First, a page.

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The Poetry of Dorianne Laux

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Dorianne Laux

From The Book of Men, poems by Dorianne Laux


Dark Charms


Eventually the future shows up everywhere:

those burly summers and unslept nights in deep

lines and dark splotches, thinning skin.

Here’s the corner store grown to a condo,

the bike reduced to one spinning wheel,

the ghost of a dog that used to be, her trail

no longer trodden, just a dip in the weeds.

The clear water we drank as thirsty children

still runs through our veins. Stars we saw then

we still see now, only fewer, dimmer, less often.

The old tunes play and continue to move us

in spite of our learning, the wraith of romance,

lost innocence, literature, the death of the poets.

We continue to speak, if only in whispers,

to something inside us that longs to be named.

We name it the past and drag it behind us,

bag like a lung filled with shadow and song,

dreams of running, the keys to lost names.




The Rising


The pregnant mare at rest in the field

the moment we drove by decided

to stand up, rolled her massive body

sideways over the pasture grass,

gathered her latticed spine, curved ribs

between the hanging pots of flesh,

haunches straining, knee bones bent

on the bent grass cleaved

astride the earth she pushed against

to lift the brindled breast, the architecture

of the neck, the anvil head, her burred mane

tossing flames as her forelegs unlatched in air

while her back legs, buried beneath her belly,

set each horny hoof in opposition

to the earth, a counterweight concentrated there,

and by a willful rump and switch of tail hauled up,

flank and fetlock, her beastly burden, seized

and rolled and wrenched and winched the wave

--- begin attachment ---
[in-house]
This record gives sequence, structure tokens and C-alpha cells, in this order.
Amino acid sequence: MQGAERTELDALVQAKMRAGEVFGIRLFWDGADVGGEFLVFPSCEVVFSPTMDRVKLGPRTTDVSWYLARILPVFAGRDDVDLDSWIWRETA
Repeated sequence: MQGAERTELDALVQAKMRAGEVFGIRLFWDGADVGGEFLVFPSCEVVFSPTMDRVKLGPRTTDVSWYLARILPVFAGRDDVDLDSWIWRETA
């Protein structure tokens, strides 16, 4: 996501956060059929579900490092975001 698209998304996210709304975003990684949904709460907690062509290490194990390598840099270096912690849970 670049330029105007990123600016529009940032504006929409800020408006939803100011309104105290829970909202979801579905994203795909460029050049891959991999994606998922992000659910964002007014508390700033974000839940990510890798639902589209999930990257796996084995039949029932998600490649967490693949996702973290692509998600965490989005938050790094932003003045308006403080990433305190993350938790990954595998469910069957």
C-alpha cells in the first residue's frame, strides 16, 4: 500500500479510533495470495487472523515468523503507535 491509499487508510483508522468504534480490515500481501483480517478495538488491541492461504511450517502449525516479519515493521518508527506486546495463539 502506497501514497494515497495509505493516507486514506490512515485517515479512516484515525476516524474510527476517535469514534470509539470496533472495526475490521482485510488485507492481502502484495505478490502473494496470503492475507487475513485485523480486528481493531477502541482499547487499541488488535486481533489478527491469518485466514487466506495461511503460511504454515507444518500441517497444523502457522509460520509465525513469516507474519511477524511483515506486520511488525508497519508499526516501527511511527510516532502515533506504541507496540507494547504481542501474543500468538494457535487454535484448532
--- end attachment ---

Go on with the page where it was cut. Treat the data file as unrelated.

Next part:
of her body, the grand totality of herself,

to stand upright in the depth of that field.

The heaviness of gravity upon her.

The strength of the mother.





Regret nothing. Not the cruel novels you read

to the end just to find out who killed the cook, not

the insipid movies that make you cry in the dark,

in spite of your intelligence, your sophistication, not

the lover you left quivering in a hotel parking lot,

the one you beat to the punch line, the door or the one

who left you in your red dress and shoes, the ones

that crimped your toes, don’t regret those.

Not the nights you called god names and cursed

your mother, sunk like a dog in the living room couch,

chewing your nails and crushed by loneliness.

You were meant to inhale those smoky nights

over a bottle of flat beer, to sweep stuck onion rings

across the dirty restaurant floor, to wear the frayed

coat with loose buttons, its pockets full of struck matches.

You’ve walked those streets a thousand times and still

you end up here. Regret none of it, not one

of the wasted days you wanted to know nothing,

when the lights from the carnival rides

were the only stars you believed in, loving them

for their uselessness, not wanting to be saved.

You’ve traveled this far on the back of every mistake,

ridden in dark-eyed and morose but calm as a house

after the TV set has been pitched out the window.

Harmless as a broken ax. Emptied of expectation.

Relax. Don’t bother remembering any of it. Let’s stop here,

under the lit sign on the corner, and watch all the people walk by.



To read an interview with Dorianne Laux, visit Talking to Dorianne Laux.

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